Vain Fortune eBook

This eBook from the Gutenberg Project consists of approximately 171 pages of information about Vain Fortune.
For a few seconds he scanned the literary horizon of his mind.  ‘No, no!’ he said bitterly, ’this is the play I was born to write.  No other subject is possible; I can think of nothing else.  This is all I can feel or see.’  It was the second act that now defied his efforts.  It had once seemed clear and of exquisite proportions; now no second act seemed possible:  the subject did not seem to admit of a second act; and, clasping his forehead with his hands, he strove to think it out.

Any distraction from the haunting pain, now become chronic, is welcome, and he answers with a glad ‘Come in!’ the knock at the door.

‘I’m sorry,’ said Mrs. Bentley, ’for disturbing you, but I should like to know what fish you would like for your dinner—­soles, turbot, or whiting?  Immersed in literary problems as you are, I daresay these details are very prosaic; but I notice that later in the day——­’

Hubert laughed.  ’I find such details far more agreeable than literature.  I can do nothing with my play.’

‘Aren’t you getting on this morning?’

‘No, not very well.’

‘What do you think of turbot?’

‘I think turbot very nice.  Emily likes turbot.’

‘Very well, then.  I’ll order turbot.’

As Mrs. Bentley was about to withdraw, she said, ’I’m sorry you are not getting on.  What stops you now?  That second act?’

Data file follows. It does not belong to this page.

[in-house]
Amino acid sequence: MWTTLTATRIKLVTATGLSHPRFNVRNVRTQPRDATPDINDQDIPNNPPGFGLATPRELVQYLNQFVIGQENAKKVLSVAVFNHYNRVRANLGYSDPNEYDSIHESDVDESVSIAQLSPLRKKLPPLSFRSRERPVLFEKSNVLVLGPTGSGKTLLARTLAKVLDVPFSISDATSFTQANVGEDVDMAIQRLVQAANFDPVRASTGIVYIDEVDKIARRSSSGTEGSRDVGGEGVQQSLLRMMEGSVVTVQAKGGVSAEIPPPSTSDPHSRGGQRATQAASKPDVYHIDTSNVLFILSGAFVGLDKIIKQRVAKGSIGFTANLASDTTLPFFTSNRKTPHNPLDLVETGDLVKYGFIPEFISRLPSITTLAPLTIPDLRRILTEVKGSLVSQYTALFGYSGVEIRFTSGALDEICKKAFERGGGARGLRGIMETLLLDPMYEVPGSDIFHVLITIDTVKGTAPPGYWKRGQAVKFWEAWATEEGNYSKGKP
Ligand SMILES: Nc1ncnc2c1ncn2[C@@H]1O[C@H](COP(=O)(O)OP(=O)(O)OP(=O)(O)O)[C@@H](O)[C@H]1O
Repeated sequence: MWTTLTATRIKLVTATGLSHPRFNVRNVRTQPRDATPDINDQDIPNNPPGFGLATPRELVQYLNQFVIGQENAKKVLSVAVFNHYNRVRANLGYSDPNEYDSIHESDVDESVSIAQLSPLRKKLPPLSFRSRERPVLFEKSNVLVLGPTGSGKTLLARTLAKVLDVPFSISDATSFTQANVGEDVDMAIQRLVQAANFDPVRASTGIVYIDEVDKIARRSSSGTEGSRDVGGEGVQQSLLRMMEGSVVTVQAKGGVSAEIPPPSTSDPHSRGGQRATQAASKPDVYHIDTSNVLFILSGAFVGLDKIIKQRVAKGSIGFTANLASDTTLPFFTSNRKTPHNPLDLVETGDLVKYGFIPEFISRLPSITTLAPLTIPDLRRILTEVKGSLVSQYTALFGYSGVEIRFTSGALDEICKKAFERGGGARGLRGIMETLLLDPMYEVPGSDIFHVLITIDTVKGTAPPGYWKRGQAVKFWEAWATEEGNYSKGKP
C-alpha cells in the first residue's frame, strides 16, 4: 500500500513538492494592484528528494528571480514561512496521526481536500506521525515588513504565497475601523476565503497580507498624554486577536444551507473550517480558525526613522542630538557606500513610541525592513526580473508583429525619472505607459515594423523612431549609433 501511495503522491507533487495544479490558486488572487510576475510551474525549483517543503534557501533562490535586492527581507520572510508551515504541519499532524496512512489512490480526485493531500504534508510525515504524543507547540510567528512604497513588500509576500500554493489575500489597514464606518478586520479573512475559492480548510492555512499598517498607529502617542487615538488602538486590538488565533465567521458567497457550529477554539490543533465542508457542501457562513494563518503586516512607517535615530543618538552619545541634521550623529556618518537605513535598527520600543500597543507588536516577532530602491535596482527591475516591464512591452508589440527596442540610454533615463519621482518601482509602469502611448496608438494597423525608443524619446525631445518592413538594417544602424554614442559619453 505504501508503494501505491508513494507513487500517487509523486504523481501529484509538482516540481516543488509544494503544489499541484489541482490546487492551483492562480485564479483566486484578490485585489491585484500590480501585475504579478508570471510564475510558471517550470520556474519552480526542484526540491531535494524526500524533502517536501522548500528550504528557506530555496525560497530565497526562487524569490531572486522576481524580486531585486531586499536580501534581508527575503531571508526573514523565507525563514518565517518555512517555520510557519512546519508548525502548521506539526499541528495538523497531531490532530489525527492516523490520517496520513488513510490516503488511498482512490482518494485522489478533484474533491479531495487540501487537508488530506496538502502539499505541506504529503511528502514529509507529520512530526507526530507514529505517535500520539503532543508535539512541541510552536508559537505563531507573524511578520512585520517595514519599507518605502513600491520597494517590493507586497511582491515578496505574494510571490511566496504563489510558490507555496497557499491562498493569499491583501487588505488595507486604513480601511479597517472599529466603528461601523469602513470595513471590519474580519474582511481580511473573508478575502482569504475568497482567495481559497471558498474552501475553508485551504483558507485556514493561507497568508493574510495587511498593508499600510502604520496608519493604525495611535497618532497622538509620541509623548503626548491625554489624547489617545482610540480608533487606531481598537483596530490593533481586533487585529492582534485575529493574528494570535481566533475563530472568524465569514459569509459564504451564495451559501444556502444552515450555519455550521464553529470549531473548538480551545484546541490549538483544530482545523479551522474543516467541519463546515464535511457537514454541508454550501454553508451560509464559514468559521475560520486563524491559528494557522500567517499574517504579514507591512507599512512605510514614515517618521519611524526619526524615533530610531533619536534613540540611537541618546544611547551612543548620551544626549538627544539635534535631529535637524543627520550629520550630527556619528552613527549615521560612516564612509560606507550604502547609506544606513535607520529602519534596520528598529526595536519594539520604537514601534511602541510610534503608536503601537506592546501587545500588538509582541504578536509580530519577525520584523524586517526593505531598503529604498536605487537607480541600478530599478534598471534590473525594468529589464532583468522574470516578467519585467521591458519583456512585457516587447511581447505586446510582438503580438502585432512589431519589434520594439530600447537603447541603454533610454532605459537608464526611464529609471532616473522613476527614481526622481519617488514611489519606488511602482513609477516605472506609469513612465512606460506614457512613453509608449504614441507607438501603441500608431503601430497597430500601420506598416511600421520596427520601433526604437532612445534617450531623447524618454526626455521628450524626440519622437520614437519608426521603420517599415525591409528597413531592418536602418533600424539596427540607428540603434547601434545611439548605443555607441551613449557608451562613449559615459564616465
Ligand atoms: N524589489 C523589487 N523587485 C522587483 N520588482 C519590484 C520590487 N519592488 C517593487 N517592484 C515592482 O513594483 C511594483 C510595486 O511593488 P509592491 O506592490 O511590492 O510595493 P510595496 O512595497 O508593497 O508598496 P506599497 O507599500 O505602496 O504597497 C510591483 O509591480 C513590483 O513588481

’Come, you are not very busy.  I’ll read you the act as it stands, and then tell you how I think it ought to be altered.  Nothing helps me so much as to talk it over; not only does it clear up my ideas, but it gives me desire to write.  My best work has always been done in that way.’

’I really don’t think I can stay.  If Emily heard that you had been reading your play to me——­’

’I’m tired of hearing of what Emily thinks.  I can put up with a good deal, and I know that it is my duty to show much forbearance; but there is a limit to all things!’ This was the first time Mrs. Bentley had seen him show either excitement or anger; she hardly knew him in this new aspect.  In a moment the blonde calm of the Saxon had dropped from him, and some Celtic emphasis appeared in his speech.  ‘This hysterical girl,’ he continued, ’is a sore burden.  Tears about this, and sighs about that; fainting fits because I happen to take a chair next to yours.  You may depend upon it our lives are already the constant gossip of the neighbourhood.’

’I know it is very annoying; and I, I assure you, receive my share.  Every look and word is misinterpreted.  I must not stay here.’

’You must not go!  I really want you.  I assure you that your opinion will be of value.’

’But think of Emily.  It will make her wretched if she hears of it.  You do not know how it affects her.  The slightest thing!  You hardly see anything; I see it all.’

’But there is no sense in it; it is pure madness.  I’m writing a play, trying to work out a most difficult problem, and am in want of an audience, and I ask you if you will be kind enough to let me read you the act, and you cannot listen to it because—­because—­yes, that’s just it—­because!’

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Vain Fortune from Project Gutenberg. Public domain.
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